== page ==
gene was shown to be associated with less mRNA expression in vivo and shorter survival.30
The recent publication of a phase I/II study of DNA methyltransferase inhibitor and a histone deacetylase inhibitor in patients with recurrent metastatic lung cancer is promising.31
Furthermore, in preclinical models, T cells genetically modified to secrete IL-12 have shown intrinsic resistance to regulatory T cells.32
IL-12–secreting T cells are of special interest, because this resistance could potentially overcome the protumor associations of regulatory T cells. In addition, the association of IL-12 and IL-12Rβ2 expression on tumor cells warrants further investigation.
In contrast to IL-12Rβ2 expression, IL-7R expression was associated with aggressive tumor features: high-grade morphology, lymphovascular invasion, larger tumor size, KRAS
mutation, and more-frequent recurrence. IL-7 and IL-7R are implicated in lung cancer lymphangiogenesis via c-Fos/C-Jun–dependent vascular endothelial growth factor D (VEGF-D) upregulation.33
In breast cancer, IL-7R has been shown to induce tumor growth and lymphangiogenesis through upregulation of VEGF-D.34,35
Its ligand, IL-7, is produced by stromal and epithelial cells and plays a central role in T-cell development, in addition to providing a potent lymphocyte-survival factor through the JAK-STAT pathway.36
The role of the IL-7/IL-7R axis in the tumor immune microenvironment in lung ADC warrants more investigation.
The prognostic significance of the immune markers was further strengthened by their ability to stratify within currently known prognosticators—stage (IA and IB; A to F), tumors ≤ 2 cm (G to I), and morphologic grade (Data Supplement). Patients with stage IB disease with a high stromal FoxP3 risk index or high-level expression of IL-7R experienced outcomes similar to those of patients with stage II disease, for whom adjuvant chemotherapy is recommended. The ability to prognosticate within tumors ≤ 2 cm is especially important, because this represents a population in which incidence is expected to increase with the adoption of more-widespread CT screening, but in which a standardized prognostic factor is lacking. When we assessed overall survival as an end point, IL-7R remained a significant prognosticator in both the training (P = .007) and validation cohorts (P = .02), whereas findings were not significant for FoxP3/CD3 risk index (P = .21) or IL-12Rβ2 (P = .51). The ability of IL-7R to prognosticate both recurrence-free and overall survival merits further investigation of its biologic role (Data Supplement).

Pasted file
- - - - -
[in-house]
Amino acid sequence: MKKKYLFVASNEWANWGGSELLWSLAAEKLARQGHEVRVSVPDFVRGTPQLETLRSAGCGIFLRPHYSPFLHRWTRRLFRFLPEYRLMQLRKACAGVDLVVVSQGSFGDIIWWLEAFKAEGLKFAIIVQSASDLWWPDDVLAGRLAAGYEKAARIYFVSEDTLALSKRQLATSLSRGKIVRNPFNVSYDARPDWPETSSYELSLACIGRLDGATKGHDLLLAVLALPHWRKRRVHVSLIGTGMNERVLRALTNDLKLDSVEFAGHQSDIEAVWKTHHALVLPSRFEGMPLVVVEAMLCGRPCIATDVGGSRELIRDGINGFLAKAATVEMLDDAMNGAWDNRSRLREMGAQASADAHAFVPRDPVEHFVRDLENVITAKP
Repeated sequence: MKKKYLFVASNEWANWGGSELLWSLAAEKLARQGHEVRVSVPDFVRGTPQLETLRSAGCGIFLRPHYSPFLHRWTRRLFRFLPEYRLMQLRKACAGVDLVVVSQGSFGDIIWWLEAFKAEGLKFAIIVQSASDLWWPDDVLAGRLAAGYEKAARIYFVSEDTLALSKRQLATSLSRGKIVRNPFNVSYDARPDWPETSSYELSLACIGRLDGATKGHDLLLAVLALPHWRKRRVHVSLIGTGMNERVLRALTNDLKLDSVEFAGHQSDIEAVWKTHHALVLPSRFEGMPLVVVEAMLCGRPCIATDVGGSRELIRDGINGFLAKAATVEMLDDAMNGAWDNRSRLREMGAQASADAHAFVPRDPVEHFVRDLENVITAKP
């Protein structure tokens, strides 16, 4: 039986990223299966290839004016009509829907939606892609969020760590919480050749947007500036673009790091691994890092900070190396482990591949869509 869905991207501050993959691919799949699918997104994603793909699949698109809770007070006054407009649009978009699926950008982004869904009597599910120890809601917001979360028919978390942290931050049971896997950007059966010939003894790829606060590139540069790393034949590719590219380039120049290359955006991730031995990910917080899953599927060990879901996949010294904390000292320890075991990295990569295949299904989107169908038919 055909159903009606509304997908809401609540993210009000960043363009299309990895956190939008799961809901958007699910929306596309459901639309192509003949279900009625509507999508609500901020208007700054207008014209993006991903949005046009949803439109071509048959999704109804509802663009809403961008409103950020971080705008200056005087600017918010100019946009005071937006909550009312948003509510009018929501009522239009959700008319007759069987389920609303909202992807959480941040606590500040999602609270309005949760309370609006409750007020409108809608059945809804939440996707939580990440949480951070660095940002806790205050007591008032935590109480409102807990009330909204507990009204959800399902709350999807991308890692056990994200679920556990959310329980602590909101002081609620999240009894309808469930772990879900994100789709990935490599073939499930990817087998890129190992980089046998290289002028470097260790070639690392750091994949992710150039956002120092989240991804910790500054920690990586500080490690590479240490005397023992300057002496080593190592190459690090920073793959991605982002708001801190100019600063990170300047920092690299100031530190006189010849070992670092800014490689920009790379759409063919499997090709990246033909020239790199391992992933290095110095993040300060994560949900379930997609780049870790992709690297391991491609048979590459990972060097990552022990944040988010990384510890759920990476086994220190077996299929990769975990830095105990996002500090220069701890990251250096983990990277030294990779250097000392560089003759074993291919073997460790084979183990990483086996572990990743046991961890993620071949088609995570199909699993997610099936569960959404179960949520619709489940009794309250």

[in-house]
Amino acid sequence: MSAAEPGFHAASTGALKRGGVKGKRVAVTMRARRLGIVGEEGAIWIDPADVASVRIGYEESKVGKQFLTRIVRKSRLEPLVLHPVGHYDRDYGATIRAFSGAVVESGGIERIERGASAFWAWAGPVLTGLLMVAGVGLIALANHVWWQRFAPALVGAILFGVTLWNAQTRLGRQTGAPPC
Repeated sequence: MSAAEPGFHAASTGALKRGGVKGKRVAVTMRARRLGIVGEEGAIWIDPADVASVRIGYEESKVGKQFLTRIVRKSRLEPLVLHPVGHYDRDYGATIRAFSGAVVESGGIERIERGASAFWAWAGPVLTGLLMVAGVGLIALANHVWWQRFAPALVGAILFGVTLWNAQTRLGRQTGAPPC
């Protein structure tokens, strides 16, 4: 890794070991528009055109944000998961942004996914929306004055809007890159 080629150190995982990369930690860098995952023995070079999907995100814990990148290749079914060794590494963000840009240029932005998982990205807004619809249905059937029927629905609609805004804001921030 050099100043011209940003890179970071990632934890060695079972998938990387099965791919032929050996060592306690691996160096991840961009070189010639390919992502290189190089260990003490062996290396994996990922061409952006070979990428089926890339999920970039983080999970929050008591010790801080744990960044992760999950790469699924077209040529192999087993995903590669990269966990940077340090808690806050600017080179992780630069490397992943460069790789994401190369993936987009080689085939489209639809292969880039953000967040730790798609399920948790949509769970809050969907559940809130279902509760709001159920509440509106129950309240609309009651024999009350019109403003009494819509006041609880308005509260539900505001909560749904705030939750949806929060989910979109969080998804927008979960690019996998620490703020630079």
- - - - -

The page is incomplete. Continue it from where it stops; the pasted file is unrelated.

Fig 3. Recurrence-free probability (RFP) by three prognostic immune markers for patients with (A-C) stages IA and (D-F) IB disease and for (G-I) tumors ≤ 2 cm. (A) Among patients with stage IA disease, stromal forkhead box P3 (FoxP3) risk index score (more ...)
One limitation of our study is the semiquantitative nature of immunohistochemical scoring. Although a digital analysis was attempted using the Aperio ScanScope XT (Aperio, Vista, CA), the results were confounded by anthracotic pigments picked up as positive stains, a unique problem encountered in lung specimens. Accurate analysis and discrimination of the tumor from the tumor-associated stroma were best achieved by direct visualization under the microscope.
Our findings shed light on the complex tumor immune microenvironment in stage I lung ADC. First, we demonstrated that in the tumor-associated stroma, immune infiltrates rich in FoxP3-positive regulatory T cells create a protumor environment, and this environment may be overcome when there is a concurrently high density of CD3+ lymphocytes. Second, IL-12Rβ2 is expressed on normal lung epithelium and on less-aggressive tumors but to a lesser extent on more-aggressive tumors. Furthermore, tumors expressing IL-12Rβ2 tend to do well despite an unfavorable immune environment. Third, IL-7R expression on tumors is associated with aggressive features.
In conclusion, we have identified prognostic immune factors in this first, to our knowledge, large-scale study of the tumor immune microenvironment in patients with stage I lung ADC, a population anticipated to increase with widespread CT screening. For a population in which tumor size is currently the main prognostic factor, our results provide important prognostic tools and demonstrate the feasibility of using a multidisciplinary approach to advance beyond the limitations of the current staging system. More importantly, these findings provide a crucial foundation for future investigations into immunomodulatory therapies for lung ADC.